While the media focused on this one incidence of burglary, no one asked the critical questions. What is the driver behind burglary? What encourages this income-producing crime?
The core factors not being identified are alienation from rule of law (rejection of social values) and expenditures on drugs (not the drugs themselves) in a context of constrained licit earnings.
There is some irony then that Dr Megan Woods PhD (History) and education spokesperson for the Progressive Party headed by drug czar and local MP Jim Anderson is the one burgled. Jim has long been critiqued for his long held beliefs that it is the illicit drugs that cause these crimes. The issue here is not that there is empirical evidence Megan's unfortunate experience was caused by a drug taker/consumer (though likely) rather that it brings into perspective salient issues surrounding community safety and perceptions of crime.
The Christchurch Star newspaper in its front page news item and enclosed Mayoralty analysis (pretending this writer/candidate didn't exist) quoted candidate Bob Parker "There is a feeling of real insecurity, especially at night. That is not the way it used to be. The crime figures are at a reasonably high level, there are some real examples of violence and intimidation, but it is about perception".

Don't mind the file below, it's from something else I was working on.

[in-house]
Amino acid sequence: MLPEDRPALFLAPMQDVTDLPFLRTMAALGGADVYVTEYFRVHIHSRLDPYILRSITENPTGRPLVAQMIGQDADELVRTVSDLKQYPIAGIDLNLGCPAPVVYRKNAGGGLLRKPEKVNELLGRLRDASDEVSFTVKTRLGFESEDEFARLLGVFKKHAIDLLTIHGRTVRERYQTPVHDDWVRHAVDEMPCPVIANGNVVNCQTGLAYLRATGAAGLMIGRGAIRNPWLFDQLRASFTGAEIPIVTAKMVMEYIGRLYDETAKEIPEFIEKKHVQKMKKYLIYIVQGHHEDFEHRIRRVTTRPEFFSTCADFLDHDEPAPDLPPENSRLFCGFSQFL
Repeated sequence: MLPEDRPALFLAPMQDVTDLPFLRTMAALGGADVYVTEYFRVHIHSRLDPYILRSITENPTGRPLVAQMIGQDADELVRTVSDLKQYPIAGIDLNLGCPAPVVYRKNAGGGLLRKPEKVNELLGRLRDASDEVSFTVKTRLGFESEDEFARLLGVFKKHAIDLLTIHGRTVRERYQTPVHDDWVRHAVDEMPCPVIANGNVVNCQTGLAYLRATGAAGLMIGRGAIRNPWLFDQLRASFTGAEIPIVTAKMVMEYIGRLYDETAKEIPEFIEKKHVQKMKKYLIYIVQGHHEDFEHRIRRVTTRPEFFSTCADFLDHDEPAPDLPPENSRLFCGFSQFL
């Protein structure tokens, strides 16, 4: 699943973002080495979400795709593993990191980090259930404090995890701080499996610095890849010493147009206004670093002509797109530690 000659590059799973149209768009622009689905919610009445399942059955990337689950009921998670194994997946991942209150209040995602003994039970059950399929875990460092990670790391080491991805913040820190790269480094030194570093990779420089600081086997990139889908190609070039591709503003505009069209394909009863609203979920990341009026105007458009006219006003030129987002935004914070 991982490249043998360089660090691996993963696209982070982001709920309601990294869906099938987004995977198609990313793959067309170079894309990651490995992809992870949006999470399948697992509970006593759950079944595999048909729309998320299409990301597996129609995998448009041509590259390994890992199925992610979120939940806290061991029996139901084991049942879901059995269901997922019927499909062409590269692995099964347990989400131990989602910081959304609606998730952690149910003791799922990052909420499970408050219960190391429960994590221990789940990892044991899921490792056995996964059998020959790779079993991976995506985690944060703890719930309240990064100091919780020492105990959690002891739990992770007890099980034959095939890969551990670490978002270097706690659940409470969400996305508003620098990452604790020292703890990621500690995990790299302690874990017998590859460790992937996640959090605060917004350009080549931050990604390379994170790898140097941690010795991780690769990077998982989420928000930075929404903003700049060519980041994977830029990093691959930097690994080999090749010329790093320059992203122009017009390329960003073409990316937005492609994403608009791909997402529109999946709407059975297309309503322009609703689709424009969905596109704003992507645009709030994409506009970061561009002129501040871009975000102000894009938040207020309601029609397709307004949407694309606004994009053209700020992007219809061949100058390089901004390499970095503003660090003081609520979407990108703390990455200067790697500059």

Bob is right, it is not the way it used to be, and Megan as a student of history would likely agree. Crime data evidences that the wheels started to fall off about 40 years ago, around the date of the adoption of the Misuse of Drugs Act (1975). That is why this mayoral candidate calls for a full and unfettered engagement on civic ALL drug policy, to “spark an open and honest discussion about the criminal justice system’s inability to create the result that we all want: reducing the damage done by drugs while not creating more harm than the use of the drugs themselves.”
It is contingent upon all of us to resolve these tensions. It is the stuff of social capital.
Drug policy, covering both alcohol and the currently illicit drugs, ought to be a major component of a rational crime control strategy, and crime control ought to be one of the dominant themes in designing drug policy. But none of the slogans now dominating the drug policy debate is adequate to the complex reality linking drugs, drug policy, and predatory crime. Only if we start to think more clearly can we start to act more wisely. / Mark Kleiman, Professor of Policy Studies at